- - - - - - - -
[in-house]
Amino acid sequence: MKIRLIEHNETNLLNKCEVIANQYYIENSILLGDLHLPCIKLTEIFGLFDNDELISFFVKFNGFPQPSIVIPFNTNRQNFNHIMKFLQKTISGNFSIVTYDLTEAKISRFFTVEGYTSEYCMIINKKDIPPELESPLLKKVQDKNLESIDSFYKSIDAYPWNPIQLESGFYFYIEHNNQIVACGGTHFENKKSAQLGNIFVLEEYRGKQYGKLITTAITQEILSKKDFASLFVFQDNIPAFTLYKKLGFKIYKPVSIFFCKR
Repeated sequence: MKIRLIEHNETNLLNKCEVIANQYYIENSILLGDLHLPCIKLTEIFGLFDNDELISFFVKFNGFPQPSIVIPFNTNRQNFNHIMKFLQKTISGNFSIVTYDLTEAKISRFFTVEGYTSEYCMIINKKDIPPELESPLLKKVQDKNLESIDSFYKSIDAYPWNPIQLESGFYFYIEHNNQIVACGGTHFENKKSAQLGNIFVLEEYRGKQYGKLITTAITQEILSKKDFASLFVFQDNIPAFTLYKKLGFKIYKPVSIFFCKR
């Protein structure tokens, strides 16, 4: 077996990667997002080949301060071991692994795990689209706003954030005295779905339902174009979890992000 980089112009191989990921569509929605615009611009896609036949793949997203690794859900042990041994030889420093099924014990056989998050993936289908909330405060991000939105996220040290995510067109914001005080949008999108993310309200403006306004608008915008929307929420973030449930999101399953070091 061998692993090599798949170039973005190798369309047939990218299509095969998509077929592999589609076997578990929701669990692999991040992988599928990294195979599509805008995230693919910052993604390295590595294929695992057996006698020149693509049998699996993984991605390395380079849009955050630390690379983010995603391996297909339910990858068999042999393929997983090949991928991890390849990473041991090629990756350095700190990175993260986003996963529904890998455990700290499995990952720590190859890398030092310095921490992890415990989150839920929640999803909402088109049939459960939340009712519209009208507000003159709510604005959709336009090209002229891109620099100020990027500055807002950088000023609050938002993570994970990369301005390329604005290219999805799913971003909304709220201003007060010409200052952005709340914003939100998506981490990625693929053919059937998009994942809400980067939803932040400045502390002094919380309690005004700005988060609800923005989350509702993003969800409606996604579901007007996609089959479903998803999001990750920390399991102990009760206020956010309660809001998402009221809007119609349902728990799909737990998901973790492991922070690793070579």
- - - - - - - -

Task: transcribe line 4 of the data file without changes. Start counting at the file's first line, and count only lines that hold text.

């Protein structure tokens, strides 16, 4: 077996990667997002080949301060071991692994795990689209706003954030005295779905339902174009979890992000 980089112009191989990921569509929605615009611009896609036949793949997203690794859900042990041994030889420093099924014990056989998050993936289908909330405060991000939105996220040290995510067109914001005080949008999108993310309200403006306004608008915008929307929420973030449930999101399953070091 061998692993090599798949170039973005190798369309047939990218299509095969998509077929592999589609076997578990929701669990692999991040992988599928990294195979599509805008995230693919910052993604390295590595294929695992057996006698020149693509049998699996993984991605390395380079849009955050630390690379983010995603391996297909339910990858068999042999393929997983090949991928991890390849990473041991090629990756350095700190990175993260986003996963529904890998455990700290499995990952720590190859890398030092310095921490992890415990989150839920929640999803909402088109049939459960939340009712519209009208507000003159709510604005959709336009090209002229891109620099100020990027500055807002950088000023609050938002993570994970990369301005390329604005290219999805799913971003909304709220201003007060010409200052952005709340914003939100998506981490990625693929053919059937998009994942809400980067939803932040400045502390002094919380309690005004700005988060609800923005989350509702993003969800409606996604579901007007996609089959479903998803999001990750920390399991102990009760206020956010309660809001998402009221809007119609349902728990799909737990998901973790492991922070690793070579």